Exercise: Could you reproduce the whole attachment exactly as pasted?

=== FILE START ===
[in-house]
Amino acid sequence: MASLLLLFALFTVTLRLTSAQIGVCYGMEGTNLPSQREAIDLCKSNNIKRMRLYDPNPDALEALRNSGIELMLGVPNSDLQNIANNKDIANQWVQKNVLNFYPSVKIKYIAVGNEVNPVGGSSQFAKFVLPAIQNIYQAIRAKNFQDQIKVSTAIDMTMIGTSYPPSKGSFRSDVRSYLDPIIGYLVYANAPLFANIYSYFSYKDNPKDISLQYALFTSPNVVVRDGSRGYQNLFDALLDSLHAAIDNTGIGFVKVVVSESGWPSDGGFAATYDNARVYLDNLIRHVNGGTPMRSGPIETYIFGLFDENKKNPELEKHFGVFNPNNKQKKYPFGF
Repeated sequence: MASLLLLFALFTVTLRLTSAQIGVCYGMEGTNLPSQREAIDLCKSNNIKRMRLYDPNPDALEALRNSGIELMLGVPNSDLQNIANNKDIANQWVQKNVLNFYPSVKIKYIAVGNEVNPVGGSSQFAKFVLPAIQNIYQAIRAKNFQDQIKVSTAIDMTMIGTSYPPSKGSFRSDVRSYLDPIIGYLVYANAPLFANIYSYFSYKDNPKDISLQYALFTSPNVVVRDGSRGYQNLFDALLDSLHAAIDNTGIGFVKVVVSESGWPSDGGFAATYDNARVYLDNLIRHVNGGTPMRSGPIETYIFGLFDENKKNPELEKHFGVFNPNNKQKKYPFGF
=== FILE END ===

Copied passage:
[in-house]
Amino acid sequence: MASLLLLFALFTVTLRLTSAQIGVCYGMEGTNLPSQREAIDLCKSNNIKRMRLYDPNPDALEALRNSGIELMLGVPNSDLQNIANNKDIANQWVQKNVLNFYPSVKIKYIAVGNEVNPVGGSSQFAKFVLPAIQNIYQAIRAKNFQDQIKVSTAIDMTMIGTSYPPSKGSFRSDVRSYLDPIIGYLVYANAPLFANIYSYFSYKDNPKDISLQYALFTSPNVVVRDGSRGYQNLFDALLDSLHAAIDNTGIGFVKVVVSESGWPSDGGFAATYDNARVYLDNLIRHVNGGTPMRSGPIETYIFGLFDENKKNPELEKHFGVFNPNNKQKKYPFGF
Repeated sequence: MASLLLLFALFTVTLRLTSAQIGVCYGMEGTNLPSQREAIDLCKSNNIKRMRLYDPNPDALEALRNSGIELMLGVPNSDLQNIANNKDIANQWVQKNVLNFYPSVKIKYIAVGNEVNPVGGSSQFAKFVLPAIQNIYQAIRAKNFQDQIKVSTAIDMTMIGTSYPPSKGSFRSDVRSYLDPIIGYLVYANAPLFANIYSYFSYKDNPKDISLQYALFTSPNVVVRDGSRGYQNLFDALLDSLHAAIDNTGIGFVKVVVSESGWPSDGGFAATYDNARVYLDNLIRHVNGGTPMRSGPIETYIFGLFDENKKNPELEKHFGVFNPNNKQKKYPFGF